Whitewashing the G20 Police

June 29, 2009

This is total bullshit. The House of Commons Home Affairs Committee is to report on the G20 protests in London on April 1. As you’ll remember, those protests were heavily repressed by the police, who used “kettling” tactics to trap ten thousand people inside Bank Square for six hours or more, and also battered a similar crowd of Climate Camp attendees on Bishopsgate later in the day.

One man was killed, Ian Tomlinson, and many others were injured. The protests, unlike most such events in recent British history, have since resulted in numerous claims of brutality being brought against the police, while the “Independent” Police Complaints Commission has been exposed as a willful accomplice of police propaganda and manipulation. The IPCC, instead of being able to launch an independent inquiry into the death of Tomlinson, were seen to be using the services of the City of London Police – the very force from which officers seen beating him were derived.

But putting that aside, it appears the HAC report is a scandal. As the BBC reports, “In their report, the MPs from the committee said that despite little time for planning and limited information from the protesters themselves, the policing strategy had been largely successful. There had been very little disruption for London and only minor acts of violence.”

The report adds that “Never again must untrained officers be placed in the front-line of public protests” while “at the very least each unit should contain a core of fully trained, experienced officers. While greater funding must be made available, the police must also allocate their resources better to ensure that all officers on the front-line of public protest are trained adequately.”

Kettling, instead of being outlawed as counter-productive and a breach of human rights, should be used “sparingly”and should “be closely linked to police intelligence” but the criterion for deciding whether to kettle or not remain extremely vague. “The police must have reasonable grounds to believe that the protesters being contained are liable to cause disturbances elsewhere and innocent bystanders and non-violent protesters must be allowed to filter out” the report suggests. Such grounds are surprisingly easy to forsee, and such a definition will allow kettling to continue as before.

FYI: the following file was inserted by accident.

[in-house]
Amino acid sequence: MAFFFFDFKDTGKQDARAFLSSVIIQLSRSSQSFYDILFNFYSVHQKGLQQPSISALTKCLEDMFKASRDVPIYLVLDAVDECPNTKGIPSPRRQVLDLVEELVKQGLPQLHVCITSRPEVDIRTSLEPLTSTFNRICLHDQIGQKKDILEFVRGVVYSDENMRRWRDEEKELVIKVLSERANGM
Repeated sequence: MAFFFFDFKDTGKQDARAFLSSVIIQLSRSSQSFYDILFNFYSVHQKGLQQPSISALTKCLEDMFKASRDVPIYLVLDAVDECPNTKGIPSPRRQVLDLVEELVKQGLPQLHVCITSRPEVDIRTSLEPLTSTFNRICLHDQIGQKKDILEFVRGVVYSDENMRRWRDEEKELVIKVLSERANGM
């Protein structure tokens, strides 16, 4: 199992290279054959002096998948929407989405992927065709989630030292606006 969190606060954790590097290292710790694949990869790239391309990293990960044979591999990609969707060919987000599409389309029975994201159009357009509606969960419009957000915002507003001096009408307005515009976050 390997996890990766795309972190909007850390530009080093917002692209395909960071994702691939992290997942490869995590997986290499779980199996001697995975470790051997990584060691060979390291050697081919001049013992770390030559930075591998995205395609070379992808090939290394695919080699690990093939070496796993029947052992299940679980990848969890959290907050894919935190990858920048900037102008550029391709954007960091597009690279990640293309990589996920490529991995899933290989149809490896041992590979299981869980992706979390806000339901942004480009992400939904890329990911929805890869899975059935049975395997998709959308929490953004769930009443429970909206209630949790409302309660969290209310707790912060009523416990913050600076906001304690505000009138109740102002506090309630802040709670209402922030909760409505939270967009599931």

There is an assumption at work which sees the protests as inevitably anarchic and violent, yet violence flared only after police had closed off the Bank protest – at least from the protesters’ perspectives. The police had initiated the violence and took it to another level with their clearance of the Climate Camp.

The idea that those involved in brutality at the protests were “untrained” is also laughable. We know from photo evidence that the man seen assaulting Nichola Fisher, for example, was a seasoned riot officer, and was well known in activist circles for his confrontational attitude.

The idea that “police intelligence” should be beefed up is also laughable, and sinister. Just last week, footage emerged of police beating and then detaining utterly innocent activists from the group FIT Watch at last year’s Climate Camp. The reason that FIT Watch was set up, and the reason that they draw such heat is because the police use extremely comprehensive, invasive surveillance techniques to catalogue and discipline protesters. This was backed up by footage shown by the Guardian earlier this year of police officers chatting outside the Camp while spying on journalists and photographers.

The notion that the police were hamstrung by a lack of consultation (“limited information”) with protesters is also ludicrous. Organizers of the Bank protest repeatedly sought an audience with the Metropolitan Police but were rebuffed. Climate Camp briefed the police but still received a dose of brutality regardless of their well expressed plans.

The nasty little secret behind this report is that, far from being a display of police inexperience or incompetence, the G20 protests were indeed a “success” for the authorities as they effectively intimidated thousands of protesters, limited activism against the G20 to the City of London and resulted in little property damage.

Far from being poorly planned and staffed, the policing was organized and intelligence led – as well as brutal. The HAC is spinning a poisonous myth of state helplessness against the tide of popular irrationality and anger, and its case gives comfort to police and politicians who seek greater powers in the face of economic crisis and political shame.

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